If you’re a small business owner who uses your home for business you may be eligible to claim the home office deduction, which allows you to deduct certain home expenses on your tax return. The benefit to this, of course, is that it can reduce the amount of your taxable income.
Here are seven tips to help you understand the home office deduction and determining whether you can claim the home office deduction on your tax return:
1. The home office deduction is available to both homeowners and renters.
2. There are certain expenses taxpayers can deduct including mortgage interest, insurance, utilities, repairs, maintenance, depreciation, and rent.
3. Taxpayers must meet specific requirements to claim home expenses as a deduction; however, the deductible amount of these types of expenses may be limited.
4. The term “home” for purposes of this deduction is defined as a house, apartment, condominium, mobile home, boat or similar property. It also includes structures on the property such as an unattached garage, studio, barn or greenhouse. It does not include any part of the taxpayer’s property used exclusively as a hotel, motel, inn or similar business.
5. To qualify for the home office deduction your home must meet two basic requirements:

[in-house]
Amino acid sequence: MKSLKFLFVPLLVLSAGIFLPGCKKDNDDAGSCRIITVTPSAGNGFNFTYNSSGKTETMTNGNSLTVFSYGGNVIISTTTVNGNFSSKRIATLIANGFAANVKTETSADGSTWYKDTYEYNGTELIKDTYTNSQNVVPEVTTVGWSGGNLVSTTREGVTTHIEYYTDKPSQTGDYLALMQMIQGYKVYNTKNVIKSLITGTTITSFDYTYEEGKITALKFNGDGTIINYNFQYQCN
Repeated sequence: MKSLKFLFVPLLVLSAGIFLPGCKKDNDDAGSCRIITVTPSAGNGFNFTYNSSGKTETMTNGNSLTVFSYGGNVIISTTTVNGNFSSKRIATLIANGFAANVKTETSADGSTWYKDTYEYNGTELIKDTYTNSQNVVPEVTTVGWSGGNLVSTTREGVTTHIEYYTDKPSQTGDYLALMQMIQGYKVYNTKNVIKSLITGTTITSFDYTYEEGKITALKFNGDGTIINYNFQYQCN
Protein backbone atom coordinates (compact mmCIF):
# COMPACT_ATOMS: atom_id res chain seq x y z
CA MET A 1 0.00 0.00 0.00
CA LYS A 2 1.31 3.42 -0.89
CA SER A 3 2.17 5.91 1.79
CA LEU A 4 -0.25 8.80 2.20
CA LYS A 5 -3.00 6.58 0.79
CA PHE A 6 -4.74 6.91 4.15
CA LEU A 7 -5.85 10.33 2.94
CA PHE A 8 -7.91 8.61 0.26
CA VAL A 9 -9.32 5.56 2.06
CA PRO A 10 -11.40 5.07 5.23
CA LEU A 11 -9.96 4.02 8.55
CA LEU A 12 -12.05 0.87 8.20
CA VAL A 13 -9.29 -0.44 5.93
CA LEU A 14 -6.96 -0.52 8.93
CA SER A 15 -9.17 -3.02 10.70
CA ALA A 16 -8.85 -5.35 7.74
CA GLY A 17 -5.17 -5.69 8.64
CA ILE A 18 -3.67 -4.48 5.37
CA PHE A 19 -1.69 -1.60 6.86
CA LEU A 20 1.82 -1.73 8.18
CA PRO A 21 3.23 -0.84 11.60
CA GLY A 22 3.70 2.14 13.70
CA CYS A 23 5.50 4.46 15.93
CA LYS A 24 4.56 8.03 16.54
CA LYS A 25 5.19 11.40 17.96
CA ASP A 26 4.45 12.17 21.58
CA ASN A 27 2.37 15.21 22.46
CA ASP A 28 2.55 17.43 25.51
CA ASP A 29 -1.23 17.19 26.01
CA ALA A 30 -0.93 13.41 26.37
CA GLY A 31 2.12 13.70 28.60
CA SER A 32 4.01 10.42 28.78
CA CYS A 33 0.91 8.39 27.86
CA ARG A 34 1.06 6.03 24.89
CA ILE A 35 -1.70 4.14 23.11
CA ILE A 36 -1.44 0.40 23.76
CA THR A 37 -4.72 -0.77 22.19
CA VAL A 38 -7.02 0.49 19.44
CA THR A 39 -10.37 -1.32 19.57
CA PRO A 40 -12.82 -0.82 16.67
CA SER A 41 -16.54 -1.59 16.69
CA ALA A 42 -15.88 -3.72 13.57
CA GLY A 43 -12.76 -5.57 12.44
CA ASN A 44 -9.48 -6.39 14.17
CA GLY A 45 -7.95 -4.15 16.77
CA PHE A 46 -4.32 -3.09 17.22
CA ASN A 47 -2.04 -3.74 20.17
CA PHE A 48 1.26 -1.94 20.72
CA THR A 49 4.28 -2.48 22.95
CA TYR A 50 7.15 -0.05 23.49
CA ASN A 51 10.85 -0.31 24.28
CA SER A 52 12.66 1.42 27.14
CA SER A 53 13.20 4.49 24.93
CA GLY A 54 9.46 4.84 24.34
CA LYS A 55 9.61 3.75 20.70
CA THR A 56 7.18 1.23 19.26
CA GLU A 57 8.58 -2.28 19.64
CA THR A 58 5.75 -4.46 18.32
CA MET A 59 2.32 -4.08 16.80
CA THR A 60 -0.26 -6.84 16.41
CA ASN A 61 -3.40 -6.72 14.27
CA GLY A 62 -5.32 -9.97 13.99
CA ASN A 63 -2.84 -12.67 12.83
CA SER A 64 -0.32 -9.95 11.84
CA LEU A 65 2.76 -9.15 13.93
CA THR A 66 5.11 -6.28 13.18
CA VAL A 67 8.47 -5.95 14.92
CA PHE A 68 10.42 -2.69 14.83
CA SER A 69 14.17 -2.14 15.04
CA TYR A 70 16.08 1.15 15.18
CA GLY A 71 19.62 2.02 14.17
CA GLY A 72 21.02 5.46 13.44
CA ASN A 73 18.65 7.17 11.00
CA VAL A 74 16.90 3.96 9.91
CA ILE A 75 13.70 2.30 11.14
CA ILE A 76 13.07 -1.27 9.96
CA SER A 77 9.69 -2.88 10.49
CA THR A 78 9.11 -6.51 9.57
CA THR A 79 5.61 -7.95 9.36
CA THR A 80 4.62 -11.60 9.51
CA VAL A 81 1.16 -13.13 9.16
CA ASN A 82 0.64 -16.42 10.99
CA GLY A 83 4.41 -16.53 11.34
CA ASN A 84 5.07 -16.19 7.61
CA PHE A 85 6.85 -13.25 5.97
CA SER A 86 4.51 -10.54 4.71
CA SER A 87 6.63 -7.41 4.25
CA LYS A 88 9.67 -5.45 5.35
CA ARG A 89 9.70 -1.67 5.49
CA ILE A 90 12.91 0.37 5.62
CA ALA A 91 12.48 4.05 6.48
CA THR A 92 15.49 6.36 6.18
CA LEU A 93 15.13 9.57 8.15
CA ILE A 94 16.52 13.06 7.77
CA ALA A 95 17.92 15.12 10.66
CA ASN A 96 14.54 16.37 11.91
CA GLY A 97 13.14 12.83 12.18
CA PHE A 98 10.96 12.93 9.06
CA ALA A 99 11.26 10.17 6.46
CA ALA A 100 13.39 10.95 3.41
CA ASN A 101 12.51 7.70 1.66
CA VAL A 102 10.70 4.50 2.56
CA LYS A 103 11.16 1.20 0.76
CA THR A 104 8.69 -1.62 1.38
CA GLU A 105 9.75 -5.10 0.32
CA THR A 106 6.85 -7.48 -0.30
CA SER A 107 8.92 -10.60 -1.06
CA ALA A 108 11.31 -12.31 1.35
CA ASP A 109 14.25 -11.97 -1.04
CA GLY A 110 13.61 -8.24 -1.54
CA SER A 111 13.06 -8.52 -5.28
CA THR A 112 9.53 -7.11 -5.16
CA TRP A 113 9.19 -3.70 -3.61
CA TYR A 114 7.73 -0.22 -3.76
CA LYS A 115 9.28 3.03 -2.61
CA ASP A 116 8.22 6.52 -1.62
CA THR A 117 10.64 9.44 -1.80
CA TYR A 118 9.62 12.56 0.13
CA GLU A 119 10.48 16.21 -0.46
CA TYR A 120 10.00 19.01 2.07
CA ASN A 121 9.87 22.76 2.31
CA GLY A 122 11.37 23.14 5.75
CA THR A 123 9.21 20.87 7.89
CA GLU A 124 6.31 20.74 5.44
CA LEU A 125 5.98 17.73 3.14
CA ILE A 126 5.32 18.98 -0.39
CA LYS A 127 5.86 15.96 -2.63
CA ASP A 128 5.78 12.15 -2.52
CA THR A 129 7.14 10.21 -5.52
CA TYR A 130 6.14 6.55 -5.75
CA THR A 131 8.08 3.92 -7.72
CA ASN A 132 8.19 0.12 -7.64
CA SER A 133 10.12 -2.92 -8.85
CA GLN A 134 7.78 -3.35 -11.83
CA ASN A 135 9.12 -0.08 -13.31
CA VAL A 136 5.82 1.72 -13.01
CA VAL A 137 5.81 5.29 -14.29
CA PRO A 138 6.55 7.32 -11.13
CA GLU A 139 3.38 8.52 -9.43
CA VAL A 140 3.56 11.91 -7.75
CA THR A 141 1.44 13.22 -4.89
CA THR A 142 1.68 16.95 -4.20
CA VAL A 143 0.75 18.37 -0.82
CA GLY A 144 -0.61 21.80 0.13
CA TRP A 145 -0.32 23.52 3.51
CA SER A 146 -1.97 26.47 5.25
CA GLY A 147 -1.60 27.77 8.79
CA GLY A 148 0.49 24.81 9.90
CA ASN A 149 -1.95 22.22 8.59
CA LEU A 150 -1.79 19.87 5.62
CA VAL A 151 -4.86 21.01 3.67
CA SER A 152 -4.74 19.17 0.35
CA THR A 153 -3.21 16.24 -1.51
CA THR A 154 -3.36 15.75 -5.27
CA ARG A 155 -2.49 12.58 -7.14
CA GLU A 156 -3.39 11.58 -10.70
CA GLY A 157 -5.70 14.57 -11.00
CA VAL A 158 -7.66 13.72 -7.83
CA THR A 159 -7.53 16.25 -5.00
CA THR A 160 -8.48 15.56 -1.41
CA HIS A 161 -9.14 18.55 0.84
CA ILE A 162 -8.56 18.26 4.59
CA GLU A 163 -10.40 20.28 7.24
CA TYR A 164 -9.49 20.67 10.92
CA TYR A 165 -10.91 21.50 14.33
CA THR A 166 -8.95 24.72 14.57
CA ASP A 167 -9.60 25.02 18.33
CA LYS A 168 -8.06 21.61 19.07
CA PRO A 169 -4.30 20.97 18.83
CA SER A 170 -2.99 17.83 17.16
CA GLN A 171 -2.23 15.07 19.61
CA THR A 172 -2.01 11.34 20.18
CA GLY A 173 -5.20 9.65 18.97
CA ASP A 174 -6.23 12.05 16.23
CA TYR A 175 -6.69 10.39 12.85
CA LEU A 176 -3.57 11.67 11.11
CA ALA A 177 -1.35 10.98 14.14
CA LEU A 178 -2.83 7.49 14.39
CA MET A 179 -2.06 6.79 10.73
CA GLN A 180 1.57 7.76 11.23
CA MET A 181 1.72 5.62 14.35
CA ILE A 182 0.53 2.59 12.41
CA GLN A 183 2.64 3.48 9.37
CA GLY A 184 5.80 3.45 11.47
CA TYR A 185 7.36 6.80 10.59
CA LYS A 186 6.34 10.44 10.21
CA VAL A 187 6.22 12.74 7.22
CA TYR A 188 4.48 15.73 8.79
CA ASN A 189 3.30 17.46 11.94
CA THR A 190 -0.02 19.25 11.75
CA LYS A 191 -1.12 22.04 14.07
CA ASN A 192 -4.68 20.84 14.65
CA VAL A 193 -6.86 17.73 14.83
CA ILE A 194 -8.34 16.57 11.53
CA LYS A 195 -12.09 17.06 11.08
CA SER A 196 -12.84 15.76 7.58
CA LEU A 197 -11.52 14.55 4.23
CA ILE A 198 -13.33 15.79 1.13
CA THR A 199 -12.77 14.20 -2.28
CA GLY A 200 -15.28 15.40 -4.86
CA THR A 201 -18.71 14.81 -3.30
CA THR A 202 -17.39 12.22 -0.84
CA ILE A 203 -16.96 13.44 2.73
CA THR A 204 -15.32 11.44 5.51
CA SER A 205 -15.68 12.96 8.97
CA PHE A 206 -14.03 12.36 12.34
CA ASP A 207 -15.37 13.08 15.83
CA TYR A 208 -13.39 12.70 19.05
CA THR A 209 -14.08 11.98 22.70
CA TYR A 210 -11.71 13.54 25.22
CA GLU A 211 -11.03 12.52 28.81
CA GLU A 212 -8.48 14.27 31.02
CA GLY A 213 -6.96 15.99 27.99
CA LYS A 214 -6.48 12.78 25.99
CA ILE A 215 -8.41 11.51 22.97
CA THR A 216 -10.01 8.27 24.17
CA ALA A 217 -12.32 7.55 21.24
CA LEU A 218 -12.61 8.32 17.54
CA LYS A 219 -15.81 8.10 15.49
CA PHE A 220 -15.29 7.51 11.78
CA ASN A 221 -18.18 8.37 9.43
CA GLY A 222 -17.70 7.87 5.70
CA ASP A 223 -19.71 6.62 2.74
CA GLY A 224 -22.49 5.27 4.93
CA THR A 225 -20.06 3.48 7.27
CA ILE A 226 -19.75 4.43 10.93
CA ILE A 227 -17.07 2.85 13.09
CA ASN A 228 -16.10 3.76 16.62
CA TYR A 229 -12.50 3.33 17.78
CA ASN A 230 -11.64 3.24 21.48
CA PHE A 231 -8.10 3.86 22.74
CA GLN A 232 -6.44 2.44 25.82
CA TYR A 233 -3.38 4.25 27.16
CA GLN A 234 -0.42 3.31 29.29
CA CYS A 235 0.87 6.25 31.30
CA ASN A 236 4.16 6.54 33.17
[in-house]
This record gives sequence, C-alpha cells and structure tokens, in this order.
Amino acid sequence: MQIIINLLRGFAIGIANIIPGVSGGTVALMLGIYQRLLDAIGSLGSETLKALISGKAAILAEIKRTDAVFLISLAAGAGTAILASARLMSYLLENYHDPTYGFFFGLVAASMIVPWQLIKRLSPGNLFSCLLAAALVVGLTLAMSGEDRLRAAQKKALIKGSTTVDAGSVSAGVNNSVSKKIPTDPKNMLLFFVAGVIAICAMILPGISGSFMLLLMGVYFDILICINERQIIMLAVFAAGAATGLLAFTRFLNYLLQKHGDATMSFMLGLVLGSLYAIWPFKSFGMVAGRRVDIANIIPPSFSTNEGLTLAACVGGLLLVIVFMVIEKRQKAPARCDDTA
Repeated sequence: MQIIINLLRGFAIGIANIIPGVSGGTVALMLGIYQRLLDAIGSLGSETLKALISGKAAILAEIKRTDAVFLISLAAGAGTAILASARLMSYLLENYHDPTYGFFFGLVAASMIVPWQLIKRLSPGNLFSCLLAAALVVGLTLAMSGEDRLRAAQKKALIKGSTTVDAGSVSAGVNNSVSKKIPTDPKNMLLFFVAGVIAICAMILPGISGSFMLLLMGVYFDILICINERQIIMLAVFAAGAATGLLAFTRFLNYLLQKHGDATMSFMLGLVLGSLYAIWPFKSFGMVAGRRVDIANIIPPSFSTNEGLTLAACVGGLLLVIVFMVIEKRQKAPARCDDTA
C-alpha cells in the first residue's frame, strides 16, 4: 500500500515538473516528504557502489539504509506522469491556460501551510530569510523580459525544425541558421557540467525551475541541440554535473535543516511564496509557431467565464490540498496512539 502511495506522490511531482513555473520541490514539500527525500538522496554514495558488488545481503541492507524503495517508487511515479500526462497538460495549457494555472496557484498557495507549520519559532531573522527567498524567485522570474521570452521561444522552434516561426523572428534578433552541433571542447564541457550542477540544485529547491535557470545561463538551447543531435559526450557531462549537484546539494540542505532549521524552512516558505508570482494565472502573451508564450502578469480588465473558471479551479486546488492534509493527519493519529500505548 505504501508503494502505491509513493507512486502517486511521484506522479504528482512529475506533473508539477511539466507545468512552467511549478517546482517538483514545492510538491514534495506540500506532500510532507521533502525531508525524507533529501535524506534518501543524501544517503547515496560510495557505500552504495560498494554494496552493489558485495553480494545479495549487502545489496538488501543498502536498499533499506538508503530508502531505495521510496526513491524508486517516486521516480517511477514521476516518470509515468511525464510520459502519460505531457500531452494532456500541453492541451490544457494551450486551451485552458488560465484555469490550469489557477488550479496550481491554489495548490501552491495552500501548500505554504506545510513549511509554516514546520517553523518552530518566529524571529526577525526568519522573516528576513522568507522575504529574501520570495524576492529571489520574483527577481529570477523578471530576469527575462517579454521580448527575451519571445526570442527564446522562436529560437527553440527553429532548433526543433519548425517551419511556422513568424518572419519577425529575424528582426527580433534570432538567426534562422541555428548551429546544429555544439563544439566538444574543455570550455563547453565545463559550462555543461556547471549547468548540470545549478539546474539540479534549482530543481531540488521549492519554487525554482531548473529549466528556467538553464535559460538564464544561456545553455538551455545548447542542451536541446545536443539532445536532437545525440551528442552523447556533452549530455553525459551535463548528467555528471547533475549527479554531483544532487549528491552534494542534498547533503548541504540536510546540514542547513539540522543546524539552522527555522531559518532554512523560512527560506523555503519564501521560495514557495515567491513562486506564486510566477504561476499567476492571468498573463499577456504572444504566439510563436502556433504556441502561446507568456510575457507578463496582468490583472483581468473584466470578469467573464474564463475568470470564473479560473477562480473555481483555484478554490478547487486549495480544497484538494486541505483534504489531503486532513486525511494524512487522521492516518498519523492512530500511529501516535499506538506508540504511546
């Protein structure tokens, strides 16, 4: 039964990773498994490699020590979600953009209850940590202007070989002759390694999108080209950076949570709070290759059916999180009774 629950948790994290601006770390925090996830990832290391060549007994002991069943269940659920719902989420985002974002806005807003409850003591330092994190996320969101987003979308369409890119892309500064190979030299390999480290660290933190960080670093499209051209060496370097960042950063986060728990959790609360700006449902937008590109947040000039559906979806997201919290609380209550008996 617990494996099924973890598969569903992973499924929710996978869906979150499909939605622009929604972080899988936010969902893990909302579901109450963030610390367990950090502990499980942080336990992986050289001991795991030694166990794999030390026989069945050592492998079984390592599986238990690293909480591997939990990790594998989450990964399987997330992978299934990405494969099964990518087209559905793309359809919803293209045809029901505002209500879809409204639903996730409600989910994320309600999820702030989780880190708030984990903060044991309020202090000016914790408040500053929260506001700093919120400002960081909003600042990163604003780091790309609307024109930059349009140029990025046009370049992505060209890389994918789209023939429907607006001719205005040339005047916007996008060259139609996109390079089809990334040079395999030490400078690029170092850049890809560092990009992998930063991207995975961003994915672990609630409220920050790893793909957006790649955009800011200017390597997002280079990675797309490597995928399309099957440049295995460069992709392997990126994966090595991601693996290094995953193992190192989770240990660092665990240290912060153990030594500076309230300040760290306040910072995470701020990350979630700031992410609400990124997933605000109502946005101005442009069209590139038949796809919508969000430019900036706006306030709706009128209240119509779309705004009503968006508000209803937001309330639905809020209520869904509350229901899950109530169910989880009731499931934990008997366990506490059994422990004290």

- There must be exclusive use of a portion of the home for conducting business on a regular basis. For example, a taxpayer who uses an extra room to run their business can take a home office deduction only for that extra room so long as it is used both regularly and exclusively in the business.
- The home must be the taxpayer’s principal place of business. A taxpayer can also meet this requirement if administrative or management activities are conducted at the home and there is no other location to perform these duties. Therefore, someone who conducts business outside of their home, but also uses their home to conduct business may still qualify for a home office deduction.
6. Expenses that relate to a separate structure not attached to the home qualify for a home office deduction only if the structure is used exclusively and regularly for business.
7. Taxpayers who qualify may choose one of two methods to calculate their home office expense deduction:
This option uses a rate of $5 a square foot for business use of the home. The maximum size for this option is 300 square feet. The maximum deduction under this method is $1,500.
Regular method. Deductions for a home office are based on the percentage of the home devoted to business use. Taxpayers who use a whole room or part of a room for conducting their business need to figure out the percentage of the home used for business activities to deduct indirect expenses. Direct expenses are deducted in full.
Please call if you have questions about the home office deduction.